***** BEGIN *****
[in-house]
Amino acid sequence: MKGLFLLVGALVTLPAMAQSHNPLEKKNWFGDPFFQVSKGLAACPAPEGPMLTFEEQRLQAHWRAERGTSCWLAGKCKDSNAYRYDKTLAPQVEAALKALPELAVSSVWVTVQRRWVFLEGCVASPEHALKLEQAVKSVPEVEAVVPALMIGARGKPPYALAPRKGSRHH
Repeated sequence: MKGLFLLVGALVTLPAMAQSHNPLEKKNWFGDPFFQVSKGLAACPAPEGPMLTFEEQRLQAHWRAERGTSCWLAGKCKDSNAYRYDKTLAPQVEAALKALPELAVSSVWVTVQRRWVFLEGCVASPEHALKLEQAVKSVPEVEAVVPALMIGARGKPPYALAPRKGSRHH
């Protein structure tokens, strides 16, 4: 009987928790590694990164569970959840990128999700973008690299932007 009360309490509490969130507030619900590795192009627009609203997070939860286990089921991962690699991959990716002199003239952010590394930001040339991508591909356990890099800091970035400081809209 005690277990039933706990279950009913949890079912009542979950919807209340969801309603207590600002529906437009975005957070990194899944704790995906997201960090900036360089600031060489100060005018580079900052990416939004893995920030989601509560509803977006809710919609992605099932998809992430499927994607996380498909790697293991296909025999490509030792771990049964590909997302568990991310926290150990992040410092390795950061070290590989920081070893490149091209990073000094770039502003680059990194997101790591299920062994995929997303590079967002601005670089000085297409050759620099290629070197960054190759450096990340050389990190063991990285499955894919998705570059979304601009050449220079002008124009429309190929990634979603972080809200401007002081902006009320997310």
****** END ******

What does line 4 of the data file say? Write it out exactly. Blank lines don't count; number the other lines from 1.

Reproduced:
């Protein structure tokens, strides 16, 4: 009987928790590694990164569970959840990128999700973008690299932007 009360309490509490969130507030619900590795192009627009609203997070939860286990089921991962690699991959990716002199003239952010590394930001040339991508591909356990890099800091970035400081809209 005690277990039933706990279950009913949890079912009542979950919807209340969801309603207590600002529906437009975005957070990194899944704790995906997201960090900036360089600031060489100060005018580079900052990416939004893995920030989601509560509803977006809710919609992605099932998809992430499927994607996380498909790697293991296909025999490509030792771990049964590909997302568990991310926290150990992040410092390795950061070290590989920081070893490149091209990073000094770039502003680059990194997101790591299920062994995929997303590079967002601005670089000085297409050759620099290629070197960054190759450096990340050389990190063991990285499955894919998705570059979304601009050449220079002008124009429309190929990634979603972080809200401007002081902006009320997310």